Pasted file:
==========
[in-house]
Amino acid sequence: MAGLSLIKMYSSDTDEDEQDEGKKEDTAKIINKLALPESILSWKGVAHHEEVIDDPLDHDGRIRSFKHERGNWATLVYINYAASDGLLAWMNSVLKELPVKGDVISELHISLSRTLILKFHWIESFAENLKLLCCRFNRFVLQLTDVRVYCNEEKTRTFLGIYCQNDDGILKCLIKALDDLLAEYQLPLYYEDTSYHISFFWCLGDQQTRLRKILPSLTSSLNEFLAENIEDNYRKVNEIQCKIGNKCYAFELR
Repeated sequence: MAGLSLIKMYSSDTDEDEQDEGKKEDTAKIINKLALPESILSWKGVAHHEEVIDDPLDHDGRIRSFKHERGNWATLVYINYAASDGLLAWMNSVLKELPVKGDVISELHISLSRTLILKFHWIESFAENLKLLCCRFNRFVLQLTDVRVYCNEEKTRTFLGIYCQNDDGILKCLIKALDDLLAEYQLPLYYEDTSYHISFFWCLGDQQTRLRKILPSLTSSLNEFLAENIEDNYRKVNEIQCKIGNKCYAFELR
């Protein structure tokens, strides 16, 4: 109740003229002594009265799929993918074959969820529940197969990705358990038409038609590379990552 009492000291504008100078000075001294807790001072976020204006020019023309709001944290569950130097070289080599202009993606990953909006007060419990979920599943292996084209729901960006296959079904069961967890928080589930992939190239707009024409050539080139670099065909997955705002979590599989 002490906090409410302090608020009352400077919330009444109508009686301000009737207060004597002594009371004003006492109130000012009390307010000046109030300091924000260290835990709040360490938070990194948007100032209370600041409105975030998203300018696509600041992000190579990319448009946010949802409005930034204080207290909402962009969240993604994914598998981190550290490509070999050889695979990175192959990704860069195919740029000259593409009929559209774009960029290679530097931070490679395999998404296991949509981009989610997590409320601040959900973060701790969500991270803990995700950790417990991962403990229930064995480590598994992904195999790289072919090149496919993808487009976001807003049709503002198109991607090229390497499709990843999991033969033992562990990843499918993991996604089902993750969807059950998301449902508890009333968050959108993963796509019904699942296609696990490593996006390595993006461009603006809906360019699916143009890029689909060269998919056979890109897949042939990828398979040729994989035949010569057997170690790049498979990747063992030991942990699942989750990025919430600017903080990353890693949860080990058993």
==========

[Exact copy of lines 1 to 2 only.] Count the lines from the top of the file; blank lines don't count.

[in-house]
Amino acid sequence: MAGLSLIKMYSSDTDEDEQDEGKKEDTAKIINKLALPESILSWKGVAHHEEVIDDPLDHDGRIRSFKHERGNWATLVYINYAASDGLLAWMNSVLKELPVKGDVISELHISLSRTLILKFHWIESFAENLKLLCCRFNRFVLQLTDVRVYCNEEKTRTFLGIYCQNDDGILKCLIKALDDLLAEYQLPLYYEDTSYHISFFWCLGDQQTRLRKILPSLTSSLNEFLAENIEDNYRKVNEIQCKIGNKCYAFELR